As President Lyndon Johnson and Walter Heller, chairman of the Council of Economic Advisors, were finishing up a conversation on pushing forward with an antipoverty program Johnson felt the need “to say something about all this talk that I’m a conservative who is likely to go back to the Eisenhower ways or give in to the economy bloc in Congress.  It’s not so, and I want you to tell your friends–Arthur Schlesinger, Galbraith and other liberals–that it is not so.  I’m no budget slasher.  I understand that expenditures have to keep rising to keep pace with the population and help the economy.  If you look at my record, you would know that I’m a Roosevelt New Dealer.  As a matter of fact, John F. Kennedy was a little too conservative to suit my taste.”[2]  As Dallek articulates quite well, Johnson would quickly find his expressed appetite for New Deal Style Liberalism and large public expenditures for helping poor folks thoroughly suppressed by a conservative Congress and the conservative political climate of the nation.  Both Elizabeth Wickenden, a social economist who had worked in President Franklin Roosevelt’s Federal Emergency Relief Administration and Horace Busby, one of Johnson’s White House aides, advised against the president signing on to anything which would create negative rumblings in Congress and among local officeholders and middle-class Americans.  Hardworking and supposedly self-made middle class taxpayers would resent bearing the costs of what would be perceived as new handouts to the lazy and undeserving poor while local politicians would take exception to a federal program which circumvented their input.  Here, Dallek lays out the limitations on Johnson’s agency quite nicely.  Anxieties about an overbearing and overactive federal government trampling on the desires of state and local politicians coupled with the time-honored American tradition of blaming those in poverty for their material conditions restricted Johnson’s dreams for eradicating poverty.  Unfortunately history does repeat itself.  Old and worn out tropes about the pathology of the poor and the sanctity of state’s rights do get recycled over and over again whenever they are needed to blight the potential for radical change in America.  This situation was no different, and for the astute student of American history, Dallek sets the context well.  He cites Johnson’s 1964 State of the Union message as an indicator of just how far Johnson intended to go with his War on Poverty.  Before the eyes and ears of the nation Johnson exclaimed, “This administration today, here and now, declares unconditional war on poverty in America….Our aim is not only to relieve the symptoms of poverty, but to cure it and, above all to prevent it.”[3]  Dallek contrasts Johnson’s radical vision for eradicating poverty in America with the political realities with which he was eventually forced to succumb. Nonetheless, in the beginning, Johnson sincerely believed that by utilizing the skills of persuasion and cajolement which he had honed as Senate Majority Leader, he could bend a recalcitrant and reactionary Congress to his indomitable will.  He was wrong, and in this sense, Dallek makes the reader understand how a president’s noble vision and ambitious personality are no match for the obstructionist and conservative nature of the American political system.  Even though Johnson believed he could overcome the limitations of the presidency, he harbored no illusions about the immense difficulty of the task before him, “Everything on my desk was here when I first came to Congress.”[4]  That date happened to be twenty-six years ago.  The author spends the next few pages of the second chapter articulating Johnson’s sincerely held belief that his first-hand knowledge of congressional politicking would be enough to break a seemingly unbreakable Congress.  Indeed, on relatively minor issues such as the passage of a provision to finance the sale of surplus wheat to the Soviet Union, Johnson was able to get his way relatively easily.  This was not the case, however, with the War on Poverty, and its associated legislation.  From the outset, Johnson was forced to make compromises in accordance with the time period’s dominant ideology.  Within Congress and among the majority white population of the country, very little appetite existed for government action to help those languishing in poverty, especially poor inner city Blacks.  The president was forced to use the corporatist rhetoric of thrift, wise investments, and savings in order to sell the nation and its representatives on the necessity of an anti-poverty crusade, “Johnson’s several public references to fighting poverty emphasized that this was a ‘sound investment: $1,000 invested in salvaging an unemployable youth today can return $40,000 or more in his lifetime.’”[5]  Private discussion matched public pronouncements.  There was to be nothing included in the program which could be perceived as a downward redistribution of wealth.  In other words, the president could do anything and everything necessary to abolish poverty except what actually needed to be done to abolish poverty.  The reader’s expectations for Johnson’s eventual success in this lofty endeavor are reduced even further in this exchange between Sargent Shriver, the man responsible for leading Johnson’s noble crusade and Michael Harrington, author of The Other America and a leading expert on poverty.  Shriver asks Harrington to tell him exactly how to eradicate poverty and Harrington replies, “You’ve got to understand right away that you’ve been given nickels and dimes for this program.  You’ll have less than a billion dollars to work with.”[6]  Not only did the Johnson administration not have the correct strategy for abolishing poverty.  It failed to even allocate the necessary funds to do so even though a group of social welfare experts at the University of Michigan had predicted, in 1962, that the project would require a mere two billion per year, less than two percent of Gross National Product.[7]  Predictably, the final result proved to be as disappointing as the process.  On March 16, 1964 Johnson sent the Economic Opportunity Act (EOA) to Congress.  It was a hodgepodge of several initiatives.  It introduced a loan program to provide businesses with incentives to hire the unemployed.  It requested funding for Volunteers in Service in America (VISTA) which would act as a domestic peace corps.  It diagrammed the framework of a community action program which would provide local communities with the tools necessary to overcome their own poverty.  It proposed the establishment of a Job Corps, work training, and work-study programs-all geared towards providing impoverished youth with the opportunity to finish their education and gain marketable skills.[8]  Johnson and his economic advisors did not even believe in the community action part of the program.  In fact, they were not certain that any of it would work.  Dallek provides the reader with the distinct impression that the president was blowing a lot of hot air with this anti-poverty program, not because he had failed to sincerely believe in the cause but rather because the ideological restrictions imposed on devising a solution had proved too much to bear.  Any debate on the bill’s substance would merely devolve into partisan bickering, and so Johnson’s goal was to arouse an environment of sympathy for doing something, never mind what, to alleviate the suffering of the poor.  In the end, significant compromises had to be made.  The provision to provide incentive loans to businesses to hire the unemployed as well as the program to help create family farms were abandoned.  The bill passed both the House and the Senate, but the author emphasizes that the entire enterprise was totally based on faith, faith that the EOA would work and faith that it represented just the beginning of a war that would last beyond Johnson’s presidency.  Dallek leaves the reader with the understanding that Johnson had very little control over the process and final outcome.  He cites one historian who argues that the Economic Opportunity Act might as well have been entitled “How Not to Fight Poverty.”[9]  Dallek writes, however, that neither Congress nor the majority of Americans were ideologically prepared to take meaningful action on this issue.  Certainly one important lesson which Dallek teaches the reader in his accounting of Johnson’s War on Poverty is that when the American population is ill-informed and ill-educated on any particular issue, democracy does not function well and social justice is rarely achieved.  But most importantly, it is not within a president’s power to change such a dismal reality.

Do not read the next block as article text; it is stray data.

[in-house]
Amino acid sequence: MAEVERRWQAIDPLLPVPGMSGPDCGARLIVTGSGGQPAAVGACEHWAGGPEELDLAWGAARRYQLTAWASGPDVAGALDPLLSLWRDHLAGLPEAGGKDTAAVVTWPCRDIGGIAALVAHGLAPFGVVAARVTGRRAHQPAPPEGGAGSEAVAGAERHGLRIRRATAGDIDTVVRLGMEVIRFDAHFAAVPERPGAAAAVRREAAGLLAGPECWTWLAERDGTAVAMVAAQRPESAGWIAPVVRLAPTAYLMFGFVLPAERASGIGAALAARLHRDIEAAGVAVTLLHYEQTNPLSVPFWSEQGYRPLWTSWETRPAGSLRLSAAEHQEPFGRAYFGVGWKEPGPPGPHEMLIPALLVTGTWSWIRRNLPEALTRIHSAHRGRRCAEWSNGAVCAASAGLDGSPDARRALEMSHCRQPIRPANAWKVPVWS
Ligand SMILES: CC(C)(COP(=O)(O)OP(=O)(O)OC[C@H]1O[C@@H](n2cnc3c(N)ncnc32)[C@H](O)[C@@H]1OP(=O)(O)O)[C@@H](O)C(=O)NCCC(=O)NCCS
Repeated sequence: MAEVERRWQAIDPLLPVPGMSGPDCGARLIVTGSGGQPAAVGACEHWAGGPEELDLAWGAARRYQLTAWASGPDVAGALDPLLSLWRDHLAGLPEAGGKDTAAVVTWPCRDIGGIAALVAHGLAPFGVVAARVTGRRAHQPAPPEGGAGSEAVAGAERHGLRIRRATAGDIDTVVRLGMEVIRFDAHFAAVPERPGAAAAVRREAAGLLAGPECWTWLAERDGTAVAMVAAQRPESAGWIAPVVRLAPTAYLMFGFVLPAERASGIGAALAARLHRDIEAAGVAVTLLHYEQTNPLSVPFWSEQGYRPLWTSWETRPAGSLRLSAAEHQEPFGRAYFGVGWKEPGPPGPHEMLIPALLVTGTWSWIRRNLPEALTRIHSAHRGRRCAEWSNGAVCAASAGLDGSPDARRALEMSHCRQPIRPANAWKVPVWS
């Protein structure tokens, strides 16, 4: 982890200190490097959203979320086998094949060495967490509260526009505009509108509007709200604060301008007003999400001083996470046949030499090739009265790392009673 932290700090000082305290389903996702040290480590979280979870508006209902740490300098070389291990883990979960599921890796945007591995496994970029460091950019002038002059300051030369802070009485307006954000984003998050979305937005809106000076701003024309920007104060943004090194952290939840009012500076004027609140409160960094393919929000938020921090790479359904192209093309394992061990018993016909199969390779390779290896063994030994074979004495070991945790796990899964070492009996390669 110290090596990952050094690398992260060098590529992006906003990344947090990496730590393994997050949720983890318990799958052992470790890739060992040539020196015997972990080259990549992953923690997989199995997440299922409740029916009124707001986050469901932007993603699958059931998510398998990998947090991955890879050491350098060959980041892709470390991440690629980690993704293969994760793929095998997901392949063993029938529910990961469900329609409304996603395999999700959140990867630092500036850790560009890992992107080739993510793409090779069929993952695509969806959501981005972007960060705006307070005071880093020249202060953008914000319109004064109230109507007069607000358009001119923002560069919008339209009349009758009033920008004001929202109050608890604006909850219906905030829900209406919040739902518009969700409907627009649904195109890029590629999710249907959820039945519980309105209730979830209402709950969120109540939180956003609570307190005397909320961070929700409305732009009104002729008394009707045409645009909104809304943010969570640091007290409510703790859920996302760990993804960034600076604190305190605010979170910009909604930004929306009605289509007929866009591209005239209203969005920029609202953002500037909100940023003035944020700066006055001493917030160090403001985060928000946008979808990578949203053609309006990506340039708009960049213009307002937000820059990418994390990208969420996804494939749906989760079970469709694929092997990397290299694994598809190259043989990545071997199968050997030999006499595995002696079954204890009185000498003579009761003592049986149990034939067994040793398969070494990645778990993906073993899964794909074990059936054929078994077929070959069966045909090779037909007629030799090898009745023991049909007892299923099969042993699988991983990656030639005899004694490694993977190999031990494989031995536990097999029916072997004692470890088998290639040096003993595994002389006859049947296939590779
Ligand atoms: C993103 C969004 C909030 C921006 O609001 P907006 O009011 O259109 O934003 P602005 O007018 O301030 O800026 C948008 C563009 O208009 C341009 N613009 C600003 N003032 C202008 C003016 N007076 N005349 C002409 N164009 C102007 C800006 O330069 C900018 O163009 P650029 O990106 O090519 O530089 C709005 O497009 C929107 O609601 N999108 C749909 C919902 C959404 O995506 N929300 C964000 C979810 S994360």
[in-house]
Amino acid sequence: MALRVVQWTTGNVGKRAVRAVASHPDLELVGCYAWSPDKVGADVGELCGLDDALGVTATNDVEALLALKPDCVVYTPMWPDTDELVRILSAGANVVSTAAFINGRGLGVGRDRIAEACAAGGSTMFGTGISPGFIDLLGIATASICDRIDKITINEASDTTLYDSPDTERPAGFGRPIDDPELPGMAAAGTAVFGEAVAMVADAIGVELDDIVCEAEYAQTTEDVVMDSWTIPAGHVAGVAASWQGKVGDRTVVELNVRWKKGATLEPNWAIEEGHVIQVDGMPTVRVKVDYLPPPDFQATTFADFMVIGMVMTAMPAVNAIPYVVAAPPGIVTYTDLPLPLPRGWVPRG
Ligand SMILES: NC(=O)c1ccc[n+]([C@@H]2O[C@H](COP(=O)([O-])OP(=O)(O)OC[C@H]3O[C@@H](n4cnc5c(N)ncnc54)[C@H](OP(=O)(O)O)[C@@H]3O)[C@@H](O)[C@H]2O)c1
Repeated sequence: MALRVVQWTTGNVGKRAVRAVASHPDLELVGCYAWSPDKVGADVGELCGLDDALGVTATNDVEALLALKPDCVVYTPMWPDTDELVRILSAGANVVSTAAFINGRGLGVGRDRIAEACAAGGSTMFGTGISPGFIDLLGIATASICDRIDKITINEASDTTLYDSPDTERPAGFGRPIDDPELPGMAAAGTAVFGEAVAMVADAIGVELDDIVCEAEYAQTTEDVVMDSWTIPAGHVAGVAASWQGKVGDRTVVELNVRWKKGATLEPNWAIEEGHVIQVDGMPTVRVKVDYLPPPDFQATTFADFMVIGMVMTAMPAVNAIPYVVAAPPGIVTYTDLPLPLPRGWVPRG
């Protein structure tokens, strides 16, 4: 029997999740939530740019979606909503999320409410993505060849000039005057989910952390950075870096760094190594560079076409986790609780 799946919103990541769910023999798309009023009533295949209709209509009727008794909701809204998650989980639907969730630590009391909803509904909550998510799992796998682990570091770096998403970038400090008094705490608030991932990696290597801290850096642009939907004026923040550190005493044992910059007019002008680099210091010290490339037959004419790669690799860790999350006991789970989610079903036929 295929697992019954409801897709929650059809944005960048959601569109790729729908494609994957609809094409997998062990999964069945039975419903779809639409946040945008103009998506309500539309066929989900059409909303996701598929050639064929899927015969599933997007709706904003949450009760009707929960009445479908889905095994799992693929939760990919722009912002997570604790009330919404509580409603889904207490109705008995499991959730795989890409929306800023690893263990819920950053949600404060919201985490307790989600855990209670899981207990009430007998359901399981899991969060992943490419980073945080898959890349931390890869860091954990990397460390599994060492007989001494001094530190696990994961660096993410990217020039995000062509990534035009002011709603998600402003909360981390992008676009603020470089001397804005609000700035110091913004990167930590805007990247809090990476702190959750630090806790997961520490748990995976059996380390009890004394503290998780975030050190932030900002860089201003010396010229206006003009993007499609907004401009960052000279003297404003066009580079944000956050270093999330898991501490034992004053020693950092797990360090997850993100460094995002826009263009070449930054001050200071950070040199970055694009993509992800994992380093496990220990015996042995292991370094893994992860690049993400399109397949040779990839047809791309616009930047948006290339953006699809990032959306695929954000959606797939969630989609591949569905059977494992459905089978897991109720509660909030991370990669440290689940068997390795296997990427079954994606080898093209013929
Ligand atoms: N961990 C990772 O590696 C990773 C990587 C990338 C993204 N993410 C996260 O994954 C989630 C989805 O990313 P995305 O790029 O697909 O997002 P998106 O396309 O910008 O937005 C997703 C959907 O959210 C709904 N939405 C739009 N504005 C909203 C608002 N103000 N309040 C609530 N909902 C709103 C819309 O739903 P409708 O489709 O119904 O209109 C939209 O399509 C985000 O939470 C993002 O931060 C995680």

Brauer, Carl M. “Kennedy, Johnson, and the War on Poverty.” The Journal of American History 69, no. 1 (1982): 98-119. Accessed November 26, 2015. JSTOR.

Dallek, Robert. Flawed Giant: Lyndon Johnson and His Times, 1961-1973. New York: Oxford University Press, 1998.


[1] Carl M. Brauer, “Kennedy, Johnson, and the War on Poverty.” The Journal of American History 69, no. 1 (1982): 98-119. Accessed November 26, 2015. JSTOR.

[2] Robert Dallek, Flawed Giant: Lyndon Johnson and His Times, 1961-1973. (New York: Oxford University Press, 1998) 60-61



[3] Robert Dallek, Flawed Giant: Lyndon Johnson and His Times, 1961-1973. (New York: Oxford University Press, 1998) 62

[4] Robert Dallek, Flawed Giant: Lyndon Johnson and His Times, 1961-1973. (New York: Oxford University Press, 1998) 63

[5] Robert Dallek, Flawed Giant: Lyndon Johnson and His Times, 1961-1973. (New York: Oxford University Press, 1998) 74

[6] Robert Dallek, Flawed Giant: Lyndon Johnson and His Times, 1961-1973. (New York: Oxford University Press, 1998) 78

[7] Robert Dallek, Flawed Giant: Lyndon Johnson and His Times, 1961-1973. (New York: Oxford University Press, 1998) 62

[8] Robert Dallek, Flawed Giant: Lyndon Johnson and His Times, 1961-1973. (New York: Oxford University Press, 1998) 79

[9] Robert Dallek, Flawed Giant: Lyndon Johnson and His Times, 1961-1973. (New York: Oxford University Press, 1998) 111